“Everyone else is doing it, why shouldn’t i?” Victorian drivers and low level speeding
Background: The Transport Accident Commission has worked toward changing the attitudes of road users in Victoria since 1987. The TAC’s efforts have contributed to changing the community’s beliefs about drink driving behaviour, with a reduction in acceptability and self-reported levels of drink driving.
Objectives: This report studies how Victorians’ attitudes and behaviour relating to low level speeding have changed over time, and examines the changes in acceptability of speeding behaviour since 2009.
Method: 2,000 Victorian road users completed an online survey to determine the acceptability of a variety of driving and non-driving behaviours, and identify differences in the attitudes and perceptions of various groups based on demographic profiles.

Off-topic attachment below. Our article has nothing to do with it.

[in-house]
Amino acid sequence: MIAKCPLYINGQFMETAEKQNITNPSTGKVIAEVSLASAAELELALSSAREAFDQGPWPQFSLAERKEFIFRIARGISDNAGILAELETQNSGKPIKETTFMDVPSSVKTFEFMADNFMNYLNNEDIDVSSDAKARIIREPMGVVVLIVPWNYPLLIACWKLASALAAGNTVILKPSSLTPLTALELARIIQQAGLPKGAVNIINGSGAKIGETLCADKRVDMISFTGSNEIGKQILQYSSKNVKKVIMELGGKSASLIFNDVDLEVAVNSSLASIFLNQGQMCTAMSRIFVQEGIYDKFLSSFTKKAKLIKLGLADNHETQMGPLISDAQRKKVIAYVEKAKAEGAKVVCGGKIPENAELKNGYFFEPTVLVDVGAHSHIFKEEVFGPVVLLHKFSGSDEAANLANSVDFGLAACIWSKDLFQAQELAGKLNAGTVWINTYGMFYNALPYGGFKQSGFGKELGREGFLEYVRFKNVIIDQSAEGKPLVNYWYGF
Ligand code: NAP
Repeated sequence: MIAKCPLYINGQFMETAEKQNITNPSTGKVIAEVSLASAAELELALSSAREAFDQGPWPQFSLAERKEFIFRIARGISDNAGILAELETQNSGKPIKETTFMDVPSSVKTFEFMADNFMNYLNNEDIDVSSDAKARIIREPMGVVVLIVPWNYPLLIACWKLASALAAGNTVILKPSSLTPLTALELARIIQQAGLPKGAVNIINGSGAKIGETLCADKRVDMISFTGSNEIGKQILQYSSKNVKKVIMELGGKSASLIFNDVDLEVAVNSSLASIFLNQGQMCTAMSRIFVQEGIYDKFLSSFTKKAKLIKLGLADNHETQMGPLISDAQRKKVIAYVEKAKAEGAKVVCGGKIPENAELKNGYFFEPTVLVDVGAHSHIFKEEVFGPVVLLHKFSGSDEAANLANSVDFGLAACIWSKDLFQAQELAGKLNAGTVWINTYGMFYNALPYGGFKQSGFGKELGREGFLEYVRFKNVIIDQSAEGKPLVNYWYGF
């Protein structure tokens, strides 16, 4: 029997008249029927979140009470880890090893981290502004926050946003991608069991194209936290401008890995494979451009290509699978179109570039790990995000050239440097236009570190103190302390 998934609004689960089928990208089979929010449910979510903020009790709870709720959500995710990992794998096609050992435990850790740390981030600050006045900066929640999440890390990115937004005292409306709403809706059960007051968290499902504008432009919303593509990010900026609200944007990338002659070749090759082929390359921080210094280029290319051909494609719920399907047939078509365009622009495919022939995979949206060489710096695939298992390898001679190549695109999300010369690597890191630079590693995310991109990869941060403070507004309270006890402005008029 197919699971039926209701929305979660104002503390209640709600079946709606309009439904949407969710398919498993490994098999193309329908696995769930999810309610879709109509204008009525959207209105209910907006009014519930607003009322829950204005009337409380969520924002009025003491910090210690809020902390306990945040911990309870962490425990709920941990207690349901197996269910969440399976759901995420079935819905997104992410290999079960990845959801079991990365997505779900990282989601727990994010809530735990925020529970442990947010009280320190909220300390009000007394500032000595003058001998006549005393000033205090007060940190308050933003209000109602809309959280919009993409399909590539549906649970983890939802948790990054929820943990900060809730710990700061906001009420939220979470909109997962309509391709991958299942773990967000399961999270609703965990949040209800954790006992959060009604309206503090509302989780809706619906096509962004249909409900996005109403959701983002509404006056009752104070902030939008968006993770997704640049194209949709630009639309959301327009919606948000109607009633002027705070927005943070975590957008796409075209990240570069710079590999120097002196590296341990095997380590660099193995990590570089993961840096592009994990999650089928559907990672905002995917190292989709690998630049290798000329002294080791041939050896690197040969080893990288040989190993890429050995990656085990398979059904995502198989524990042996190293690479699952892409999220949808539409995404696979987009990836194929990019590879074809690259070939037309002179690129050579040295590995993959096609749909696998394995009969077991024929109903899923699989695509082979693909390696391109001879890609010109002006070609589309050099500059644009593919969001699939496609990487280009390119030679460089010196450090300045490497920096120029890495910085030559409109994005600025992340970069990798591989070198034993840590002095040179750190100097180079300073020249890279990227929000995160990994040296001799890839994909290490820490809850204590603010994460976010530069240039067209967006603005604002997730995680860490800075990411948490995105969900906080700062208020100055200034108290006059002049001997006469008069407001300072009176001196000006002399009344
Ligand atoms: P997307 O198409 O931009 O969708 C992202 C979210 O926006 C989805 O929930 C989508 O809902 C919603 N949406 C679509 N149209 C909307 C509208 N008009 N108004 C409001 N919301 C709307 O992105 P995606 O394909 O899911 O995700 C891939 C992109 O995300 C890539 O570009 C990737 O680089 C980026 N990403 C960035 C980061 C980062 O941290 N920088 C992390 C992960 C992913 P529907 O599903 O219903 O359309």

Results: While some driving behaviours including mobile phone use and driving whilst on drugs are rated as very unacceptable by most Victorians, low level speeding is relatively more acceptable. Victorian drivers are generally law-abiding, with around 70% self-reporting travelling at or below the speed limit in 50 or 60km/h zones, and only 18% of drivers stating they would speed if they thought they get away with it. Acceptance of travelling at 50km/h in a 40 km zone has declined from 18% in 2009 to 8% in 2014.
Conclusion: TAC research findings suggest that while low level speeding is more acceptable than some other driving behaviours; most Victorians don’t in fact speed. This study has provided the TAC with direction for future research, particularly in regard to the small minority of drivers who think it is acceptable to speed.